The SciHawk: The Neanderthal in all of us

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Recent studies show that modern humans share a portion of their DNA with Neanderthals, a primitive hominoid species that thrived during the last Ice Age. 

Dana Weber | Contributing Writer

When you think of a Neanderthal, what do you imagine? Many of us have become familiarized with the idea that Homo neanderthalensis, a primitive species of hominoid from the last Ice Age, was a clumsy, unintelligent being. However, evidence now suggests that Neanderthals may actually have been much more intelligent and cultured than we give them credit for, even though their interaction with humans likely caused their extinction.

While modern humans do not directly descend from Neanderthals, we do share about 99.5% of our DNA and a common ancestor. In some ways we are different, but in many others we are very much like our long-lost relatives. Evidence suggests that Neanderthals were cultured in ways very similar to how modern humans are today.

Dr. Patricia H. Kelley, a former professor with the Department of Geography and Geology at the University of North Carolina Wilmington, states, “Most people think of Homo neanderthalensis as vastly inferior to Homo sapiens in intelligence and skills, and yet evidence increasingly indicates that Neanderthals were large brained and had their own culture – complete with abilities to communicate with one another and represent ideas symbolically.”

Neanderthals may have also been similar to modern humans when it came to their appearance. “They decorated their bodies with makeup and feathers and were altruistic, caring for the injured,” says Kelley.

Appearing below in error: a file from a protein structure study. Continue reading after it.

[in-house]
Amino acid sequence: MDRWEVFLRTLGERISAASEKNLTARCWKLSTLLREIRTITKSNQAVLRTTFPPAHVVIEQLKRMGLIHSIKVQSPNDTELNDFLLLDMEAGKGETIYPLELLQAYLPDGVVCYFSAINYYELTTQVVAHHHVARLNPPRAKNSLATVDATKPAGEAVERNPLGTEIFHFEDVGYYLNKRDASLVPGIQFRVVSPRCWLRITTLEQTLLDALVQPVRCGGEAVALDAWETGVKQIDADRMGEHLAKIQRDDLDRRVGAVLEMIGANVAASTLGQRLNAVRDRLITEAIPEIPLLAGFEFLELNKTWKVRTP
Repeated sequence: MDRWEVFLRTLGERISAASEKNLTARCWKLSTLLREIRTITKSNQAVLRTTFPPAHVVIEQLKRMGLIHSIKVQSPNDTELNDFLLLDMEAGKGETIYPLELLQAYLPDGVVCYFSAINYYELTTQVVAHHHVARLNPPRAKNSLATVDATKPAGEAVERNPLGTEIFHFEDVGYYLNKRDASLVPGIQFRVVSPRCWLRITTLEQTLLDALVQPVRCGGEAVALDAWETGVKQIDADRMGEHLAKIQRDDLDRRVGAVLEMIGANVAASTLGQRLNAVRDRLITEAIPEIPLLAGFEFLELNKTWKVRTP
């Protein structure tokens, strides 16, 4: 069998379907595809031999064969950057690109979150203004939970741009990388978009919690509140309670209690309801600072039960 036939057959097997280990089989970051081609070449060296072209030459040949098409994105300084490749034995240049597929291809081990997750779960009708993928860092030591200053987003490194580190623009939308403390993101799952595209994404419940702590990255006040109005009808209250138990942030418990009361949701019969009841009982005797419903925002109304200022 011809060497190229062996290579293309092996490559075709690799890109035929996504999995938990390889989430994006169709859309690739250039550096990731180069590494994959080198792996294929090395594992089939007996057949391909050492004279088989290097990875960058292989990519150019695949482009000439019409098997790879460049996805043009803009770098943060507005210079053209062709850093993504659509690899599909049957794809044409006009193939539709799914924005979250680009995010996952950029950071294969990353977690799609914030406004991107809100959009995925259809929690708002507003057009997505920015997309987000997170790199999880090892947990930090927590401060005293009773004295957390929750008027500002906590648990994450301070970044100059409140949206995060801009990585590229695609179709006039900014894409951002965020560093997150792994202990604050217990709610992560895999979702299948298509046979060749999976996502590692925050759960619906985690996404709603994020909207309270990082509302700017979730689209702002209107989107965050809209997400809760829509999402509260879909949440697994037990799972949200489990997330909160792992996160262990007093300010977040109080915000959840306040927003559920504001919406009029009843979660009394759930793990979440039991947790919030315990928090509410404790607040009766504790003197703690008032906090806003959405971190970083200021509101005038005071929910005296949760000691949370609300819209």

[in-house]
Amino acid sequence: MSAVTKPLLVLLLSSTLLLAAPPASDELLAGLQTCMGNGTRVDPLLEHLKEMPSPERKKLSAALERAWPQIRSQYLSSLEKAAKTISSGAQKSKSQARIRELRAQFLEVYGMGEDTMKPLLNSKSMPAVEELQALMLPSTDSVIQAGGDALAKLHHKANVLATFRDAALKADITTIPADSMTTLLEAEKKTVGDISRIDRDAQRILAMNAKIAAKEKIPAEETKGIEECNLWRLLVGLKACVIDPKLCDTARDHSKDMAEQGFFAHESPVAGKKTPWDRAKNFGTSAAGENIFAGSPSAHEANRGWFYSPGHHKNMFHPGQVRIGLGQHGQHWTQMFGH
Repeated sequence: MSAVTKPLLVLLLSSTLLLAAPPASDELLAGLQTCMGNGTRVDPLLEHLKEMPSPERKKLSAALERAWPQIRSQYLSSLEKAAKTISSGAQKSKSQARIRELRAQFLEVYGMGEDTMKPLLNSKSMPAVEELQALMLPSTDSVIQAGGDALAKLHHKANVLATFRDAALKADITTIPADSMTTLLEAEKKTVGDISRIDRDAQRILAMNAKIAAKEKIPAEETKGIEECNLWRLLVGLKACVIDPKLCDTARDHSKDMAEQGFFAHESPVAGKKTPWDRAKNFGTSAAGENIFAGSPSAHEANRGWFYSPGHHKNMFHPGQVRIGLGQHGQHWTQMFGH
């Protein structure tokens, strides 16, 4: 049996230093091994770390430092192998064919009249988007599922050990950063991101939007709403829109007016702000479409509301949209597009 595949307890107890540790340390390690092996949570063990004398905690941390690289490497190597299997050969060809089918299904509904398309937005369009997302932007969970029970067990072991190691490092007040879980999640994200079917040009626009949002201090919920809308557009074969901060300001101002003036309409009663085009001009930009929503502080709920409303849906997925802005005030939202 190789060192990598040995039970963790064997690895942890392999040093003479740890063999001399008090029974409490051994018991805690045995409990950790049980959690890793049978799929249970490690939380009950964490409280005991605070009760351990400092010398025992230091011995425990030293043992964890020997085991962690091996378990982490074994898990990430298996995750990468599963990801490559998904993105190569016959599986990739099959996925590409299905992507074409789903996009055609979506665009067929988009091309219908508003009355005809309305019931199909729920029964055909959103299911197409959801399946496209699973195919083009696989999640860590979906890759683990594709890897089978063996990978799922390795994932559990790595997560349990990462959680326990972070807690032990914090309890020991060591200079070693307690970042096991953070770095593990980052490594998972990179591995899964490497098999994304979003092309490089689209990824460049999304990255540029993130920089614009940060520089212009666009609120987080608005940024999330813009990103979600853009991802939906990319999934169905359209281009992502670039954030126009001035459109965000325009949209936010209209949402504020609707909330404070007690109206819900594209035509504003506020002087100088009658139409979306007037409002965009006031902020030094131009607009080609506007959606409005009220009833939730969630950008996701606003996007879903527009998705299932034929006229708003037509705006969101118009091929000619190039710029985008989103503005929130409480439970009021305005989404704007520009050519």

Furthermore, in accordance with what the fossil record depicts, Neanderthals were “able to adapt to a wide variety of ecological zones, and capable of developing highly functional tools to help them do so. They were quite accomplished,” physical anthropologist Fred H. Smith said in an interview with Smithsonian Magazine. This adaptability allowed them to not only survive, but thrive during the Ice Age.

So, if Neanderthals were so successful, why did they go extinct? When the earth’s climate began to cool, Neanderthals and humans were faced with the necessity of venturing out to find food and resources. Interaction between Neanderthals and humans likely increased drastically during this period, and recent studies show that the two species began interbreeding.

Svante Pääbo, an evolutionary geneticist at the Max Planck Institute for Evolutionary Anthropology in Leipzig, Germany, says that Neanderthals “had even less variation [in their genome] than present-day humans, who are already known to have less than chimpanzees and most other apes.” If interbreeding did occur between Neanderthals and humans, it is extremely possible that the small amount of variation in the Neanderthal genome may have been wiped out by the modern human genome, according to Brian Handwerk in his National Geographic article, “Sex with Humans Made Neanderthals Extinct.”

While Neanderthals may have been a well-functioning, intelligent and capable species, the reason for their extinction may have been because their genome just could not compete with our own. Even if that is the case, it is safe to say we have a very complex line of ancestry behind us that got us to where we are today. There is no denying that Homo neanderthalensis was an incredibly intelligent species, and we should be less quick to think of them as feeble minded, cumbersome beings. After all, evidence shows we are more similar to them than we may have thought.